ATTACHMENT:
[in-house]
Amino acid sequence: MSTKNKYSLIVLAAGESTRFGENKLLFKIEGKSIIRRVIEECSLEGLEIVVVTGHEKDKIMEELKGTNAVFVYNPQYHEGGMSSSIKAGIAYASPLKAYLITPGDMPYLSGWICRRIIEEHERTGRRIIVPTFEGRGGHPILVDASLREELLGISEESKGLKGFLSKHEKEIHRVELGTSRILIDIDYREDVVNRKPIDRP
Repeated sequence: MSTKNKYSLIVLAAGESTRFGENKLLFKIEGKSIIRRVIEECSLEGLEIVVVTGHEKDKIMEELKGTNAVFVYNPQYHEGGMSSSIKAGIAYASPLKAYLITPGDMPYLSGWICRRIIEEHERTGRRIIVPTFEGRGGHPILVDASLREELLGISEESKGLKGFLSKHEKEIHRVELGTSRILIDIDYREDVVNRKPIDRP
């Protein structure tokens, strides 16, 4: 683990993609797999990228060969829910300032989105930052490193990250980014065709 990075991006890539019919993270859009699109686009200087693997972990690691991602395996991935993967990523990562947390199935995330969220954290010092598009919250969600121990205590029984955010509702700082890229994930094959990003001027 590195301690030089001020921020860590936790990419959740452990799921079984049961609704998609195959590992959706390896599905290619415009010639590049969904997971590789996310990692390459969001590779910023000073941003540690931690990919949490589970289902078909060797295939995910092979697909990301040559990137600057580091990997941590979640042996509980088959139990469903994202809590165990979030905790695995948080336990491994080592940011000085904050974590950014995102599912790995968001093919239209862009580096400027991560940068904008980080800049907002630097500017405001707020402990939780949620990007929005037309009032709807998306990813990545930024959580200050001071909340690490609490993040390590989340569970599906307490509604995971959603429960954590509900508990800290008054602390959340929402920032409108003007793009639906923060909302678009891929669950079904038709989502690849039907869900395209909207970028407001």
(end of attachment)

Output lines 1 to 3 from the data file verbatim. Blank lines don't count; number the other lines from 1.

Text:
[in-house]
Amino acid sequence: MSTKNKYSLIVLAAGESTRFGENKLLFKIEGKSIIRRVIEECSLEGLEIVVVTGHEKDKIMEELKGTNAVFVYNPQYHEGGMSSSIKAGIAYASPLKAYLITPGDMPYLSGWICRRIIEEHERTGRRIIVPTFEGRGGHPILVDASLREELLGISEESKGLKGFLSKHEKEIHRVELGTSRILIDIDYREDVVNRKPIDRP
Repeated sequence: MSTKNKYSLIVLAAGESTRFGENKLLFKIEGKSIIRRVIEECSLEGLEIVVVTGHEKDKIMEELKGTNAVFVYNPQYHEGGMSSSIKAGIAYASPLKAYLITPGDMPYLSGWICRRIIEEHERTGRRIIVPTFEGRGGHPILVDASLREELLGISEESKGLKGFLSKHEKEIHRVELGTSRILIDIDYREDVVNRKPIDRP